December was a busy month for yoga guru Bikram Choudhury. On December 14, 2012, the United States District Court of the Central District of California granted a partial Summary Judgment in favour of Evolation Yoga in the case of Bikram’s Yoga College of India v Evolation. The judgment came just weeks after a joint press release, filed on December 3, 2012 by Bikram Choudhury, Bikram’s Yoga College of India LLP and Yoga to the People Inc (YTTP) announcing that the lawsuit they had launched against one another in a Los Angeles Federal District Court over a year ago had finally been settled.
In the lawsuit initially filed by Mr. Choudhury, it was alleged that the sequence of the asana poses and accompanying instructions as offered by YTTP to its students was infringing his intellectual property.
Bikram yoga is a sequence of 26 asana poses that were “selected and developed” by Mr. Choudhury. The sequence of poses is taught in rooms heated to a recommended temperature of 105F or 40.55C with a humidity level of 40%. Mr. Choudhury has given numerous interviews, published books and continues to give seminars across the globe. He opened his first studio in 1973 and now franchises internationally.
Intuitively, one would think that yoga poses, like any other therapeutic exercise, should not be subject to intellectual property law, especially since Mr. Choudhury himself was trained by Bishnu Gosh, “India’s most-renowned physical culturist at that time.” However, in 2003, Mr. Choudhury announced that “his asana sequence of 26 postures and 2 breathing exercises” had been registered for copyright protection.
In a press release concerning the successful assertion of his intellectual property rights stemming from a 2003 lawsuit settlement, Bikram’s Yoga College of India website stated:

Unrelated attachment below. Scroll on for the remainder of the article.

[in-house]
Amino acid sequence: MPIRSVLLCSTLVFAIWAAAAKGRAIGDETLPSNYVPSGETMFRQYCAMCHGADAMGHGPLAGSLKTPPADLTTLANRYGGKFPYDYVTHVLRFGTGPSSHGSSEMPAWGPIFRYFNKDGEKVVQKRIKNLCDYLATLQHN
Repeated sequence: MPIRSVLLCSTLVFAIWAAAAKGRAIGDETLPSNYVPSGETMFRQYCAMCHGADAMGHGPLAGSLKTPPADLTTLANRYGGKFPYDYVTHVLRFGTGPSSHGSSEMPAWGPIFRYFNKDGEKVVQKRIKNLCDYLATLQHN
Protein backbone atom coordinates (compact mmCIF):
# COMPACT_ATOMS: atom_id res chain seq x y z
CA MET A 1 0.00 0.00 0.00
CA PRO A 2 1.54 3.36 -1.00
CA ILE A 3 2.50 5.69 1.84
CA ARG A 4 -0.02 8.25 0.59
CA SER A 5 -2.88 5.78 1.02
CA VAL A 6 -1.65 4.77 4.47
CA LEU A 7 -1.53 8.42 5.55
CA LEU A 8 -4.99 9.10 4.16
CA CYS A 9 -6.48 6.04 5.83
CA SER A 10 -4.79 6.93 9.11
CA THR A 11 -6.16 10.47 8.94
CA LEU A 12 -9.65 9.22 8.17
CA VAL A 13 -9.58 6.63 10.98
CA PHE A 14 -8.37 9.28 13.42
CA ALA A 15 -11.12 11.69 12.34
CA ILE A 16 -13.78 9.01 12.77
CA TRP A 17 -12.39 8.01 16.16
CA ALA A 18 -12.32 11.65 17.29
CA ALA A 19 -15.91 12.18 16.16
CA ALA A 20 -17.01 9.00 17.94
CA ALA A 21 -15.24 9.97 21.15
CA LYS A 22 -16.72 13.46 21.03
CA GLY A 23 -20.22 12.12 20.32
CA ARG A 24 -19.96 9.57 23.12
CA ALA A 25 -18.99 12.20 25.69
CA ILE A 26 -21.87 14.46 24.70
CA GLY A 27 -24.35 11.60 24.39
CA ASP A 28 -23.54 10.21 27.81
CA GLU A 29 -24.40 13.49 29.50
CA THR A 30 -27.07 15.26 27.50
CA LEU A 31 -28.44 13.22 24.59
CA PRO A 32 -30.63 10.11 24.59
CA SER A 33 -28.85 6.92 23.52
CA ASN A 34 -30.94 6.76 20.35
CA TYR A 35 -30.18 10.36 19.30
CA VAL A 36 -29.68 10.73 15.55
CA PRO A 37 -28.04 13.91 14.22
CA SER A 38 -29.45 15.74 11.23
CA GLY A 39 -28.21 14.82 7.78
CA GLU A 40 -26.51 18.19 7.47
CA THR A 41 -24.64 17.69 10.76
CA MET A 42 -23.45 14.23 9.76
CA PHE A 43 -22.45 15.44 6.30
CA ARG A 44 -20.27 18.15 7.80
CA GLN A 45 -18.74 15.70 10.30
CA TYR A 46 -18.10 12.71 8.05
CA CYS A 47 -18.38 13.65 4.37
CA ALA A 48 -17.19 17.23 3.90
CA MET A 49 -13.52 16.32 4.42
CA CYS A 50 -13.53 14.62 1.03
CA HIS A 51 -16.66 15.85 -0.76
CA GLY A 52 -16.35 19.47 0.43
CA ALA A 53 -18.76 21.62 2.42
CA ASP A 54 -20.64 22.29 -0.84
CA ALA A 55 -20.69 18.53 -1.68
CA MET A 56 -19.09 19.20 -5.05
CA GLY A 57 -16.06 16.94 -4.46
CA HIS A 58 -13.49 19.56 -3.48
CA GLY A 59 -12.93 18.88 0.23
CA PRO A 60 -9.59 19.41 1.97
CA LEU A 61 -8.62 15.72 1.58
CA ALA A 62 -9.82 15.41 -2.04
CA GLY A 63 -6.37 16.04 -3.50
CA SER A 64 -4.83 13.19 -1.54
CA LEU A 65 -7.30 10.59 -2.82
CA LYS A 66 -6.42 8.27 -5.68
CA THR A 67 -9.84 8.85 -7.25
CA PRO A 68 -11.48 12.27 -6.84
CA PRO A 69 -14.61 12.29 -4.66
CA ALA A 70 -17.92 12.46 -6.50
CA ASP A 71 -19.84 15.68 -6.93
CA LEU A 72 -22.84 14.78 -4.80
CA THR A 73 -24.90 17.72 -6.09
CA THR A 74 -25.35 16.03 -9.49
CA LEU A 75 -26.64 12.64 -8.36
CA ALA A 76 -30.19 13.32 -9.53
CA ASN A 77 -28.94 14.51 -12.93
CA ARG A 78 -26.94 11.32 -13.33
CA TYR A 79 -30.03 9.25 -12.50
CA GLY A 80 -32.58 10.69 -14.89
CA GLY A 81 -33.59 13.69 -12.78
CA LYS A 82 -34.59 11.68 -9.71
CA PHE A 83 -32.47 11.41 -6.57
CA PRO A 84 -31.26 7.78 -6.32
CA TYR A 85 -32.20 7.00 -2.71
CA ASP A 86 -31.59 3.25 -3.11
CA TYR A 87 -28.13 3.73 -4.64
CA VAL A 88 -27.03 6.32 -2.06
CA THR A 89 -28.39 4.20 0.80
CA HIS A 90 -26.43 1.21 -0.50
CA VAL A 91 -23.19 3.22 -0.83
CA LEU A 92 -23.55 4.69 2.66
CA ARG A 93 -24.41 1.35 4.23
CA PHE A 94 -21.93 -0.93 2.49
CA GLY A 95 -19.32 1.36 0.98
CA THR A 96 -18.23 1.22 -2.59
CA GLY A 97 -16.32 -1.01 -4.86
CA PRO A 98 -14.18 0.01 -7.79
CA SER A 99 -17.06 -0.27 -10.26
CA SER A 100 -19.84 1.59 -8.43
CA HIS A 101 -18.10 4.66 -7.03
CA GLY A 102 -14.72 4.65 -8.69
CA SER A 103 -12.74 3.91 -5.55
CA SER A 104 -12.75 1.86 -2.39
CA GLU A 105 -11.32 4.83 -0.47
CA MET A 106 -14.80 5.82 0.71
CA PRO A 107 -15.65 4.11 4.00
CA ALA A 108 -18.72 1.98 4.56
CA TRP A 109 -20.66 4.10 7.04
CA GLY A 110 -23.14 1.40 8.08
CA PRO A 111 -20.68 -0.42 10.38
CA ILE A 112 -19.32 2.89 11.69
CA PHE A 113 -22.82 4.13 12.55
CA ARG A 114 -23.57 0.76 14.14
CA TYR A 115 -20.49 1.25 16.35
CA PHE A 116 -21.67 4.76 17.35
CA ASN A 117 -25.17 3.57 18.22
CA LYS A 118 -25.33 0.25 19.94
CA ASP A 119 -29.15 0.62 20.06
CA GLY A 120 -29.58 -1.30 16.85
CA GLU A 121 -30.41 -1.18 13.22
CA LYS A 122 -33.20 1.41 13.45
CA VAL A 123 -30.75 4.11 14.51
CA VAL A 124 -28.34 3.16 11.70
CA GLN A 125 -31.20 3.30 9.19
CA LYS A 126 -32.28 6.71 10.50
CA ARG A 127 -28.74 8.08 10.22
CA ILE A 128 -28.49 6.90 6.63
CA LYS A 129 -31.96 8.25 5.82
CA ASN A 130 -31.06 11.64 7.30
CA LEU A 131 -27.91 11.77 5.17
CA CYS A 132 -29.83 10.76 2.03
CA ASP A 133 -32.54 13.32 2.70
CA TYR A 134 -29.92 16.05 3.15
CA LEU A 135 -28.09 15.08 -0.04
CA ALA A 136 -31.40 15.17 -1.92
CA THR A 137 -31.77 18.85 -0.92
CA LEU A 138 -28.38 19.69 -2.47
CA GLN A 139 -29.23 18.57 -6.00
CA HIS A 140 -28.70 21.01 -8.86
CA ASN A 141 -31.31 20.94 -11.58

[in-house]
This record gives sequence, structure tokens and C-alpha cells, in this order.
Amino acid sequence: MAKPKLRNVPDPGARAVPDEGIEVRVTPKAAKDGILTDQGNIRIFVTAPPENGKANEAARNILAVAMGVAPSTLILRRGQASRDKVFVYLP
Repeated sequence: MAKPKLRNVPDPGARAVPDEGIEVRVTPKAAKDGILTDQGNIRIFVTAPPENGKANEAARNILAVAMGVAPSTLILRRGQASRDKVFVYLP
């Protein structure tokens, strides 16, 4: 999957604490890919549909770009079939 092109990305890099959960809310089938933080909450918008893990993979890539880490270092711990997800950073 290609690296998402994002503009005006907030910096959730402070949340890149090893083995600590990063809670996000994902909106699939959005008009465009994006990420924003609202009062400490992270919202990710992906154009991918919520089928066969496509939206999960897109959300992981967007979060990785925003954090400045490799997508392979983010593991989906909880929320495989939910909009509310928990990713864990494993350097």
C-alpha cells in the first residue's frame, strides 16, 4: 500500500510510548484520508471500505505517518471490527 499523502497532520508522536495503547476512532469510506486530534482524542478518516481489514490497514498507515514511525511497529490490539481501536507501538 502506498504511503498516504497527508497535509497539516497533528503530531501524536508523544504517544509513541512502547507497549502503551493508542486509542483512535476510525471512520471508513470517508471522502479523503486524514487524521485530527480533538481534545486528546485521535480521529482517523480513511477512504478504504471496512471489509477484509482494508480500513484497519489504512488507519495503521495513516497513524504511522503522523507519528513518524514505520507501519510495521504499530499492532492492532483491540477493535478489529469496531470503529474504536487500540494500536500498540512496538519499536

The simple facts are these:
• No one may teach Bikram Yoga classes unless he/she is a certified and licensed Bikram Yoga teacher.
• No one may teach or certify others to become Bikram Yoga teachers other than Bikram Choudhury.
• No one may offer obvious, thinly disguised copies of Bikram Yoga and represent to the public that it is “their” yoga.
Yoga students should be particularly cautious of those persons who claim to offer teacher training and/or teacher “certification” in Bikram Yoga, or represent or suggest that their yoga teacher training program “is just as good as Bikram Yoga.” Nobody may teach others to become Bikram Yoga teachers other than Bikram Choudhury himself.
This lawsuit is proof that the legal system will vindicate Bikram against those persons who exploit and adulterate Bikram Yoga for their own purposes. These persons are not yoga gurus. These persons are not interested in “sharing” yoga with everyone, as they may self-servingly claim. These persons are only interested in personally profiting from teaching Bikram Yoga. It is for the protection of Bikram Yoga, Bikram Yoga practitioners everywhere and the true spirit of yoga that these imposters must and will be stopped.
In July 2011, Bikram’s Yoga College of India issued a press release concerning a complaint they had filed against Mark Drost and Zefea Samson (both certified Bikram yoga teachers) who had been offering the sequence at their yoga studio Evolation. The complaint alleged eight causes of action including copyright infringement for the Bikram yoga sequence.
On December 14, 2012, the United States District Court of the Central District of California granted a partial Summary Judgment in favor of the Defendants. (Summary Judgment, 8 ) Specifically, the Court noted that although Mr. Choudhury had copyrighted various literary and audiovisual works depicting the yoga sequence, he was only entitled to the expression of the works and not the underlying ideas. (Summary Judgment, 4) Further, the Court confirmed that, “…Choudhury’s compilation of exercises and yoga poses (and not the book or videos depicting the compilation) – is merely a procedure or system of exercises” and that regardless of the categories eligible for copyright protection based on section 102(a) of the US Copyright Act, that copyright protection would not extend to ideas, procedures or systems based on section 102(b) of the Act. (Summary Judgment, 5).